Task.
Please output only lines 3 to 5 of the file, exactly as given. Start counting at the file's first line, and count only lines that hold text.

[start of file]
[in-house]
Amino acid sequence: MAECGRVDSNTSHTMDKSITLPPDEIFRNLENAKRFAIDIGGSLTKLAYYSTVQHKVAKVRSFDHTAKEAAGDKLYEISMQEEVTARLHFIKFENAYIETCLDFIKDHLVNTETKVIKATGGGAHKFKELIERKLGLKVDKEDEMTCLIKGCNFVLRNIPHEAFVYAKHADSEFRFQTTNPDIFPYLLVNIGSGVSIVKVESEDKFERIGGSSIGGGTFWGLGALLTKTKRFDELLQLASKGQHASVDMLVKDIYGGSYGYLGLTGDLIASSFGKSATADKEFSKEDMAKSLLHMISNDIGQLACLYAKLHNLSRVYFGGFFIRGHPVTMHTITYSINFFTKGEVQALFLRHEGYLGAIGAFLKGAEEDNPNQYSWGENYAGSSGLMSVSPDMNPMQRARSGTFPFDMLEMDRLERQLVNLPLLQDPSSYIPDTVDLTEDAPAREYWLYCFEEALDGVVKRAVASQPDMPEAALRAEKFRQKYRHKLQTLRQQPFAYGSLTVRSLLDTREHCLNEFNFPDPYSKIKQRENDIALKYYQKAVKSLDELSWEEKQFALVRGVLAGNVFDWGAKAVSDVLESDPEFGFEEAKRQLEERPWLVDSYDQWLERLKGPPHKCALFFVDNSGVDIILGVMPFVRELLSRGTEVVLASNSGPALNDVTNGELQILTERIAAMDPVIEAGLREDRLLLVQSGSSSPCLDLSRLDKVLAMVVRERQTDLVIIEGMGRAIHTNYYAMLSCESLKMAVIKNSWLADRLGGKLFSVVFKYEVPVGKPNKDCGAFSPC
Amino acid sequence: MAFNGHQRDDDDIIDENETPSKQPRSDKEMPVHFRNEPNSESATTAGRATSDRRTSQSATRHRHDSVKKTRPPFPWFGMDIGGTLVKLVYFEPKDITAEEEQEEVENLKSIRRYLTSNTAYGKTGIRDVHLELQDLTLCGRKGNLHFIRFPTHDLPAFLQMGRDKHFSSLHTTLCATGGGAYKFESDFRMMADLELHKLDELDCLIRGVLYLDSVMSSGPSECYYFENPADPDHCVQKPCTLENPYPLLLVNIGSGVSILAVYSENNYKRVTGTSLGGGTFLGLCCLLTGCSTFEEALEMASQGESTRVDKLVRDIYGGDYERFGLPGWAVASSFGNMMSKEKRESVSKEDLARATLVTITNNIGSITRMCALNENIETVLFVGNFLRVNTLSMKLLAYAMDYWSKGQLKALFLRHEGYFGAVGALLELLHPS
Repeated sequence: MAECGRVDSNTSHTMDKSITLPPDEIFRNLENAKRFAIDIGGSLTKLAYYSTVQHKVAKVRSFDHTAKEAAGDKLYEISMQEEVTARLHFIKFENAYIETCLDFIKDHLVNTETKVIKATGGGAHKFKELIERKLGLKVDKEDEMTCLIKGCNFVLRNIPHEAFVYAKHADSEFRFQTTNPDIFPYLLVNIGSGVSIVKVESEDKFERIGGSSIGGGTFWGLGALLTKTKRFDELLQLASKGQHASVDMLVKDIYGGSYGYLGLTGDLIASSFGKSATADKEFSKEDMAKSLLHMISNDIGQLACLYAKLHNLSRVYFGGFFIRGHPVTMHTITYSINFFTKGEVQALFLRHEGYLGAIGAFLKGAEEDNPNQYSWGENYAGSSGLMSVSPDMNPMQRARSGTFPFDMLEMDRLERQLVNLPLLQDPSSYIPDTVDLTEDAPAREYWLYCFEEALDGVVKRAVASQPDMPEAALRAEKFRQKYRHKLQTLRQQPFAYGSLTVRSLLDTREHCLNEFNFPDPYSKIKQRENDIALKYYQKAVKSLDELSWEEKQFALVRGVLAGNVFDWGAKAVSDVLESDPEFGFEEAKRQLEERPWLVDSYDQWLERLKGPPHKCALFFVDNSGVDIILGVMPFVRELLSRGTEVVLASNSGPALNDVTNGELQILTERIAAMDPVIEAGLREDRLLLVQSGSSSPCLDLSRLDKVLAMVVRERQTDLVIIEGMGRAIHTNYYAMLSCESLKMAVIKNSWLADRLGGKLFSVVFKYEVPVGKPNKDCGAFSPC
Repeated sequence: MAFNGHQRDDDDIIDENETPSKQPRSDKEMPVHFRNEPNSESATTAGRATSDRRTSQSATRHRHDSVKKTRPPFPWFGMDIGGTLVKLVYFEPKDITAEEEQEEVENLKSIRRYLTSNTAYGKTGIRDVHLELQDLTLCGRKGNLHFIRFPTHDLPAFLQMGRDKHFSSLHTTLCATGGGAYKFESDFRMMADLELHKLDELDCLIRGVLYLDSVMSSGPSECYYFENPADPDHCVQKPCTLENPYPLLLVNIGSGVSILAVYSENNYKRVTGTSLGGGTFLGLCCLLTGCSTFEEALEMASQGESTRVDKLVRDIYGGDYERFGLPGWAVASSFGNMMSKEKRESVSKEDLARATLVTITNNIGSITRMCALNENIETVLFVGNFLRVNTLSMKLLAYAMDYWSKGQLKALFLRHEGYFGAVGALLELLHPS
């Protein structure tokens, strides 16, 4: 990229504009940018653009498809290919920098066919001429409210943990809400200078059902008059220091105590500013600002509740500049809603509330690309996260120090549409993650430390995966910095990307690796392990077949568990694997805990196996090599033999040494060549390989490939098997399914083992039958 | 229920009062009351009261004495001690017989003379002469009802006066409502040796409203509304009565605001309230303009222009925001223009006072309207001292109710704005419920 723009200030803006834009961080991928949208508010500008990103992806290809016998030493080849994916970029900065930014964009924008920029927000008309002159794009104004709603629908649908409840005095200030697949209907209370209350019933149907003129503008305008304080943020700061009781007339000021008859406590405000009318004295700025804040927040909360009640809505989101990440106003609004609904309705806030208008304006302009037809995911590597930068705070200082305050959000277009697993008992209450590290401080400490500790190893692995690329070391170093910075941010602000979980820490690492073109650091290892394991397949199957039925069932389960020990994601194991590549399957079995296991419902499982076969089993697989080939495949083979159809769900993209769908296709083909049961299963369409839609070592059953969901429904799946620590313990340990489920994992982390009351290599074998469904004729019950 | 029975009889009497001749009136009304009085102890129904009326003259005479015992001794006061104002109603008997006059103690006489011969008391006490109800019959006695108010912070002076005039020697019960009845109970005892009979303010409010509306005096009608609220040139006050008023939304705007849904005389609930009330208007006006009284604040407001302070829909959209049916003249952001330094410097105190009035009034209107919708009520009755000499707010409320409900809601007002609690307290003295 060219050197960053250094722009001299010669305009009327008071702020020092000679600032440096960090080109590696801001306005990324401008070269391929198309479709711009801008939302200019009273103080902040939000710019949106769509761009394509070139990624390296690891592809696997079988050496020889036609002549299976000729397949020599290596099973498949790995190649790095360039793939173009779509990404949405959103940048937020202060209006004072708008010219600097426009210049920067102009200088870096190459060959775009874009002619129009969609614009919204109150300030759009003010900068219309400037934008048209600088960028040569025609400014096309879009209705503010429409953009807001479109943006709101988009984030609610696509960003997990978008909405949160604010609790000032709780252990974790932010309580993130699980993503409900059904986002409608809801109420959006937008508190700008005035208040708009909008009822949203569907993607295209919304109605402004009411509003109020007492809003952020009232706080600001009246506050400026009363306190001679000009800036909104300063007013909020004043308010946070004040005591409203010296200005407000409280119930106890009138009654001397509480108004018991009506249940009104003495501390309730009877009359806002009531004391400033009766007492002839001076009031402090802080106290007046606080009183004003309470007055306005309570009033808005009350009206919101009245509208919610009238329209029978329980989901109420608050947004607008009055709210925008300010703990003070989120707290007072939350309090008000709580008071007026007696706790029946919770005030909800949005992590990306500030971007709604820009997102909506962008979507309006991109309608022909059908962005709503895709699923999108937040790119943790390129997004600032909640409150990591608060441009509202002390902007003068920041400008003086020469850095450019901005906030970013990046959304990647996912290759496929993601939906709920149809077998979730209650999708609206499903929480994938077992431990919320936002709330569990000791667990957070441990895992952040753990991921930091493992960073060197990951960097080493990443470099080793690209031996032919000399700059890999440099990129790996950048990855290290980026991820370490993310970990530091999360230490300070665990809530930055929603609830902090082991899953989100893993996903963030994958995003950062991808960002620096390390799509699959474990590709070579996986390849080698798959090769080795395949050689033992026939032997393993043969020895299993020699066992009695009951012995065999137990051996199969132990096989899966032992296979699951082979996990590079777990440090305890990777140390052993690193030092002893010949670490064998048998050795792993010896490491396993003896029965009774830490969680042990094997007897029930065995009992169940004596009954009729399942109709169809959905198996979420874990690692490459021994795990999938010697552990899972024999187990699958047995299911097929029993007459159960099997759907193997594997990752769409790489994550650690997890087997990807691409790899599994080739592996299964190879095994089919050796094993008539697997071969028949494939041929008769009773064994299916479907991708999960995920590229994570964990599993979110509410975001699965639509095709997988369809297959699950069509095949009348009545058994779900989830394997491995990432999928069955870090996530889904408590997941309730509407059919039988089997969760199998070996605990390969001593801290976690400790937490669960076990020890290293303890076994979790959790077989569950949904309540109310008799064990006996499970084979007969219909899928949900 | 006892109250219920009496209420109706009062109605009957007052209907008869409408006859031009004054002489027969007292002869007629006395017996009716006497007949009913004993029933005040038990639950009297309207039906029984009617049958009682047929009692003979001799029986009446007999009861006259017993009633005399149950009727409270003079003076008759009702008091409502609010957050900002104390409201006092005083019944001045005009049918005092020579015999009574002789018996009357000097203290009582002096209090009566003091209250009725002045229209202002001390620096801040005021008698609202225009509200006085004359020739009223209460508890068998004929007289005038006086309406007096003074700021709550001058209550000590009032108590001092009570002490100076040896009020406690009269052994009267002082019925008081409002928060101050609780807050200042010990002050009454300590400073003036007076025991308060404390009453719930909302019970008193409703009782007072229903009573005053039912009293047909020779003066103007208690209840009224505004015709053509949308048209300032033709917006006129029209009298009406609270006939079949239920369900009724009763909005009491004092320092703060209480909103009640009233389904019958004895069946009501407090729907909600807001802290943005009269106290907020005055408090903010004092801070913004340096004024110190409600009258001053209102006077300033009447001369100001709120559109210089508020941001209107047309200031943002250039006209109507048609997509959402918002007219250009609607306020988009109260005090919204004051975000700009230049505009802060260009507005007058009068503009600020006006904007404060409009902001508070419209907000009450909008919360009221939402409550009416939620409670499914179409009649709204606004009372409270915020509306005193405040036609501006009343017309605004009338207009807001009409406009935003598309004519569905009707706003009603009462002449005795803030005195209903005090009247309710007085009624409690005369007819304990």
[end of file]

Amino acid sequence: MAFNGHQRDDDDIIDENETPSKQPRSDKEMPVHFRNEPNSESATTAGRATSDRRTSQSATRHRHDSVKKTRPPFPWFGMDIGGTLVKLVYFEPKDITAEEEQEEVENLKSIRRYLTSNTAYGKTGIRDVHLELQDLTLCGRKGNLHFIRFPTHDLPAFLQMGRDKHFSSLHTTLCATGGGAYKFESDFRMMADLELHKLDELDCLIRGVLYLDSVMSSGPSECYYFENPADPDHCVQKPCTLENPYPLLLVNIGSGVSILAVYSENNYKRVTGTSLGGGTFLGLCCLLTGCSTFEEALEMASQGESTRVDKLVRDIYGGDYERFGLPGWAVASSFGNMMSKEKRESVSKEDLARATLVTITNNIGSITRMCALNENIETVLFVGNFLRVNTLSMKLLAYAMDYWSKGQLKALFLRHEGYFGAVGALLELLHPS
Repeated sequence: MAECGRVDSNTSHTMDKSITLPPDEIFRNLENAKRFAIDIGGSLTKLAYYSTVQHKVAKVRSFDHTAKEAAGDKLYEISMQEEVTARLHFIKFENAYIETCLDFIKDHLVNTETKVIKATGGGAHKFKELIERKLGLKVDKEDEMTCLIKGCNFVLRNIPHEAFVYAKHADSEFRFQTTNPDIFPYLLVNIGSGVSIVKVESEDKFERIGGSSIGGGTFWGLGALLTKTKRFDELLQLASKGQHASVDMLVKDIYGGSYGYLGLTGDLIASSFGKSATADKEFSKEDMAKSLLHMISNDIGQLACLYAKLHNLSRVYFGGFFIRGHPVTMHTITYSINFFTKGEVQALFLRHEGYLGAIGAFLKGAEEDNPNQYSWGENYAGSSGLMSVSPDMNPMQRARSGTFPFDMLEMDRLERQLVNLPLLQDPSSYIPDTVDLTEDAPAREYWLYCFEEALDGVVKRAVASQPDMPEAALRAEKFRQKYRHKLQTLRQQPFAYGSLTVRSLLDTREHCLNEFNFPDPYSKIKQRENDIALKYYQKAVKSLDELSWEEKQFALVRGVLAGNVFDWGAKAVSDVLESDPEFGFEEAKRQLEERPWLVDSYDQWLERLKGPPHKCALFFVDNSGVDIILGVMPFVRELLSRGTEVVLASNSGPALNDVTNGELQILTERIAAMDPVIEAGLREDRLLLVQSGSSSPCLDLSRLDKVLAMVVRERQTDLVIIEGMGRAIHTNYYAMLSCESLKMAVIKNSWLADRLGGKLFSVVFKYEVPVGKPNKDCGAFSPC
Repeated sequence: MAFNGHQRDDDDIIDENETPSKQPRSDKEMPVHFRNEPNSESATTAGRATSDRRTSQSATRHRHDSVKKTRPPFPWFGMDIGGTLVKLVYFEPKDITAEEEQEEVENLKSIRRYLTSNTAYGKTGIRDVHLELQDLTLCGRKGNLHFIRFPTHDLPAFLQMGRDKHFSSLHTTLCATGGGAYKFESDFRMMADLELHKLDELDCLIRGVLYLDSVMSSGPSECYYFENPADPDHCVQKPCTLENPYPLLLVNIGSGVSILAVYSENNYKRVTGTSLGGGTFLGLCCLLTGCSTFEEALEMASQGESTRVDKLVRDIYGGDYERFGLPGWAVASSFGNMMSKEKRESVSKEDLARATLVTITNNIGSITRMCALNENIETVLFVGNFLRVNTLSMKLLAYAMDYWSKGQLKALFLRHEGYFGAVGALLELLHPS